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Let's say I have this schema.

create table foo_access (
    id         serial primary key,
    user_id    integer not null,
    created_at timestamptz not null
);

-- This data set uses user_id=0 to mean null. _shrug_
insert into foo_access (user_id, created_at) values (0, '2020-03-20T00:00:00Z');
insert into foo_access (user_id, created_at) values (1, '2020-03-19T00:00:00Z');
insert into foo_access (user_id, created_at) values (1, '2020-03-18T00:00:00Z');
insert into foo_access (user_id, created_at) values (2, '2020-03-18T00:00:00Z');

I want to see how many different users have accessed foo at least once a day, for the last 5 days.

I have a query like this.

select
  date_trunc('day', created_at) as period,
  count(distinct user_id) as n
from foo_access
where user_id > 0 and
  created_at >= now() - interval '5 day'
group by period

Which gives me a table like this.

         period         | n
------------------------+---
 2020-03-18T00:00:00+00 | 2
 2020-03-19T00:00:00+00 | 1
(2 rows)

Almost what I want, but not quite.

Is there a way to also show the days where no one accessed foo? I'd like the table to look more like this.

         period         | n
------------------------+---
 2020-03-15T00:00:00+00 | 0
 2020-03-16T00:00:00+00 | 0
 2020-03-17T00:00:00+00 | 0
 2020-03-18T00:00:00+00 | 2
 2020-03-19T00:00:00+00 | 1
(5 rows)

SQL Fiddle: http://sqlfiddle.com/#!17/ece05/2/0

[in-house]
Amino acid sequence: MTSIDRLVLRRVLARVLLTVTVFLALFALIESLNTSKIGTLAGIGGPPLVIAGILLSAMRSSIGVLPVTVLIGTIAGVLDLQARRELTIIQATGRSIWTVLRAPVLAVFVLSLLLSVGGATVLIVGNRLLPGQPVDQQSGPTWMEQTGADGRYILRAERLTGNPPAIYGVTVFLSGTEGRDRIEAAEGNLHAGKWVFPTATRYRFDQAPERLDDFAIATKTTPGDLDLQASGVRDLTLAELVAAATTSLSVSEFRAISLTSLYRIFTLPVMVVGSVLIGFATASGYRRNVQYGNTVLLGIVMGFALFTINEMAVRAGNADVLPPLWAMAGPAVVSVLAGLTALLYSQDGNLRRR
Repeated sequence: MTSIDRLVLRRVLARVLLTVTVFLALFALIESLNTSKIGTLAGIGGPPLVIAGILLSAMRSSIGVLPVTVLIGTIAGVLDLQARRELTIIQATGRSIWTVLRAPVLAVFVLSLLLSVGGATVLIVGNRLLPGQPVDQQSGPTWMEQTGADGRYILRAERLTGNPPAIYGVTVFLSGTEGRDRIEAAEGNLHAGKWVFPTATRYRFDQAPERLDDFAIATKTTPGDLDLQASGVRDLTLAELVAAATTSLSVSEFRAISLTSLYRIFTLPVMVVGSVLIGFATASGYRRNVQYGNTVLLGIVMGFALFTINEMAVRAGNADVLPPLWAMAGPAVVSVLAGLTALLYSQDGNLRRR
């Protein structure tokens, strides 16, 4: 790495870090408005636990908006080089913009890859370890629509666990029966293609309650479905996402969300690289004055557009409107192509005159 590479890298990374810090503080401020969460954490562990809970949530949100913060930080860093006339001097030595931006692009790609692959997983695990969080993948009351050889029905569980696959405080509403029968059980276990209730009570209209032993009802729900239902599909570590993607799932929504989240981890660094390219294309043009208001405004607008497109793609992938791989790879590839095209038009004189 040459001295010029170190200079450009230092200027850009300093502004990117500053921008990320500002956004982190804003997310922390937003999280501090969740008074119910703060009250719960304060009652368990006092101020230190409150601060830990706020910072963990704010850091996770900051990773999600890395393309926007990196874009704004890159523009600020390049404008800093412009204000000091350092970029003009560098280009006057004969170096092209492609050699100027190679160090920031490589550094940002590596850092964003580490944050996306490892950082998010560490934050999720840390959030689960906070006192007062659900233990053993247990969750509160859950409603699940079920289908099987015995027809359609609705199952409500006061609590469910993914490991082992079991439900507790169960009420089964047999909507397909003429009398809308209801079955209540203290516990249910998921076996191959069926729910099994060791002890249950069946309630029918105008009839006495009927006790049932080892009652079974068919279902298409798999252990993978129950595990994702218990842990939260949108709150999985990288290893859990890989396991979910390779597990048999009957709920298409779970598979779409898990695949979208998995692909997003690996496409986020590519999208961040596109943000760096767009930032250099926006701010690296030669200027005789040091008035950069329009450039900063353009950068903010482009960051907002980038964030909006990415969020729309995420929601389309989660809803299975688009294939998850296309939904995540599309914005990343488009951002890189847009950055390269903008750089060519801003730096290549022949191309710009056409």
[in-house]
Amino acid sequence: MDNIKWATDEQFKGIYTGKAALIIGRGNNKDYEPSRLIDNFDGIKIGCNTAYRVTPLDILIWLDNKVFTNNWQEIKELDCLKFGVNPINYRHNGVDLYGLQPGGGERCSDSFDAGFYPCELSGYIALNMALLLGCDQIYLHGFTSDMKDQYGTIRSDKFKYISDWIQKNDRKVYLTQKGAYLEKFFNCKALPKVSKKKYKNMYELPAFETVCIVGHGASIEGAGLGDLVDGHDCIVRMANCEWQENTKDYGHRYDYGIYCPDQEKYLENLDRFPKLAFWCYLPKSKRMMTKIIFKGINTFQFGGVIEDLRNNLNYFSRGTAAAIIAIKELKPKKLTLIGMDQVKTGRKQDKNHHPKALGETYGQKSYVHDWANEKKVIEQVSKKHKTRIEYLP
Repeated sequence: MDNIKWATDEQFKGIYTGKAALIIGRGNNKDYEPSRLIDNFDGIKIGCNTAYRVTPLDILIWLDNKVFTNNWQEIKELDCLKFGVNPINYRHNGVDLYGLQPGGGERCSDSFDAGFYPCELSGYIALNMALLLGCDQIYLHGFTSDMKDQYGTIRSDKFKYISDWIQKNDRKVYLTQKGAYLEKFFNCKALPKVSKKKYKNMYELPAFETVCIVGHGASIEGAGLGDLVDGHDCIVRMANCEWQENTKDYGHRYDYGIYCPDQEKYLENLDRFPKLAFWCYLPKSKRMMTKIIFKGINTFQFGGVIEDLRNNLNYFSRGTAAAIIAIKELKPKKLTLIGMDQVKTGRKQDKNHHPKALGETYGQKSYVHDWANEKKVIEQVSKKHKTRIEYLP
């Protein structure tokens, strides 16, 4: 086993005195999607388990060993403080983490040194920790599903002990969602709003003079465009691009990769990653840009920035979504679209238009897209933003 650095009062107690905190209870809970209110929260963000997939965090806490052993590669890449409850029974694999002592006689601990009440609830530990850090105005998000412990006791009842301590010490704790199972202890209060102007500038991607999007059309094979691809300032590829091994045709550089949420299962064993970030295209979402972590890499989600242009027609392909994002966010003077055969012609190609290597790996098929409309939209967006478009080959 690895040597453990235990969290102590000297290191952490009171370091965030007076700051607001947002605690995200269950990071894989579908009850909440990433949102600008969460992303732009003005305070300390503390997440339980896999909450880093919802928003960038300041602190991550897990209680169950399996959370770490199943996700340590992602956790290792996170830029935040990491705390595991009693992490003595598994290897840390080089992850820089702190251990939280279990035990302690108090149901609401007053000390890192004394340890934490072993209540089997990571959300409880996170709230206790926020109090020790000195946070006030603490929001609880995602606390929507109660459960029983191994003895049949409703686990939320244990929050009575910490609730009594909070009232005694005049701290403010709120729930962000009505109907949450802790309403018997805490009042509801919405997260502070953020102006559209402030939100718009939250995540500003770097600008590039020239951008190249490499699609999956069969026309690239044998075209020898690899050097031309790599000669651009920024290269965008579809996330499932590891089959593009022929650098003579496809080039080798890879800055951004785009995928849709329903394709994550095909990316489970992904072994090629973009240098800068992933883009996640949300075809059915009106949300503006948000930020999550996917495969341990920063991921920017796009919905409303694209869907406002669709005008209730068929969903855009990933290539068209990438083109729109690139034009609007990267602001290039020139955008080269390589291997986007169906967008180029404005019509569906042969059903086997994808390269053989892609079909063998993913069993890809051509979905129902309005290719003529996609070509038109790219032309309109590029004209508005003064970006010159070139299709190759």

This question is somewhat similar to How to count matching values and print 0 for non-matching value in PostgreSQL?, except I'm not joining two tables. I only have 1 table.

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WITH RECURSIVE
cte AS ( SELECT date_trunc('day', now() - interval '5 day') AS period
         UNION ALL
         SELECT period + INTERVAL '1 day'
         FROM cte
         WHERE period < date_trunc('day', now()) )
select
  cte.period,
  count(distinct foo_access.user_id) as n
from cte
LEFT JOIN foo_access on cte.period = date_trunc('day', foo_access.created_at)
                    AND foo_access.user_id > 0
group by cte.period;

fiddle


I want to see how many different users have accessed foo at least once a day, for the last 5 days.

In my query you'll get 6-day statistic (except while quering at the midnight). You may fix it if needed.

| improve this answer | |
  • 1
    I think it would be simpler to replace the recursive CTE with something like generate_series(date_trunc('day',now()-interval '5 days'),now(), interval '1 day') – jjanes Mar 20 at 14:16
  • @jjanes Maybe. But I do not prefer postgres, so always forget about the constructions specific for it. – Akina Mar 20 at 14:37

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